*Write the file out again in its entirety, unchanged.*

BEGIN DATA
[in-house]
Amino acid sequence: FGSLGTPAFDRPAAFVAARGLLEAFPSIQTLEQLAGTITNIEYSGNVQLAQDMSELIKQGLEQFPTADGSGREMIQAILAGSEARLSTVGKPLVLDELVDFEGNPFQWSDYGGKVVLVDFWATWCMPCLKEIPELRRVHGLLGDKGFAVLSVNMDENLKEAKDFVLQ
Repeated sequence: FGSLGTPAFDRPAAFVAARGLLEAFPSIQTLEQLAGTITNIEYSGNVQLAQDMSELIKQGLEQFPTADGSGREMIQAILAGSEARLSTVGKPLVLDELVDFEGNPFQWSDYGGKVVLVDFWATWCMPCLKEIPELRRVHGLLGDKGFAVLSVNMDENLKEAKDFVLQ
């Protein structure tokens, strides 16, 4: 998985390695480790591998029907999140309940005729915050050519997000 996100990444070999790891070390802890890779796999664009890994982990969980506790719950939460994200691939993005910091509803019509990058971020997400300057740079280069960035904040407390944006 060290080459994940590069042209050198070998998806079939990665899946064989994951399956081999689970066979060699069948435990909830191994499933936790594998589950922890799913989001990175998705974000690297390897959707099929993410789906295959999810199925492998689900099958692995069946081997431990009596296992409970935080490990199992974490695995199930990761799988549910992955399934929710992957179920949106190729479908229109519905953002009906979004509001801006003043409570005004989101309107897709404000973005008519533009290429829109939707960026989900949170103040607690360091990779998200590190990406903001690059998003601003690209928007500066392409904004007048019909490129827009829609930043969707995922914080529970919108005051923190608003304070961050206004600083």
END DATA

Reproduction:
[in-house]
Amino acid sequence: FGSLGTPAFDRPAAFVAARGLLEAFPSIQTLEQLAGTITNIEYSGNVQLAQDMSELIKQGLEQFPTADGSGREMIQAILAGSEARLSTVGKPLVLDELVDFEGNPFQWSDYGGKVVLVDFWATWCMPCLKEIPELRRVHGLLGDKGFAVLSVNMDENLKEAKDFVLQ
Repeated sequence: FGSLGTPAFDRPAAFVAARGLLEAFPSIQTLEQLAGTITNIEYSGNVQLAQDMSELIKQGLEQFPTADGSGREMIQAILAGSEARLSTVGKPLVLDELVDFEGNPFQWSDYGGKVVLVDFWATWCMPCLKEIPELRRVHGLLGDKGFAVLSVNMDENLKEAKDFVLQ
């Protein structure tokens, strides 16, 4: 998985390695480790591998029907999140309940005729915050050519997000 996100990444070999790891070390802890890779796999664009890994982990969980506790719950939460994200691939993005910091509803019509990058971020997400300057740079280069960035904040407390944006 060290080459994940590069042209050198070998998806079939990665899946064989994951399956081999689970066979060699069948435990909830191994499933936790594998589950922890799913989001990175998705974000690297390897959707099929993410789906295959999810199925492998689900099958692995069946081997431990009596296992409970935080490990199992974490695995199930990761799988549910992955399934929710992957179920949106190729479908229109519905953002009906979004509001801006003043409570005004989101309107897709404000973005008519533009290429829109939707960026989900949170103040607690360091990779998200590190990406903001690059998003601003690209928007500066392409904004007048019909490129827009829609930043969707995922914080529970919108005051923190608003304070961050206004600083």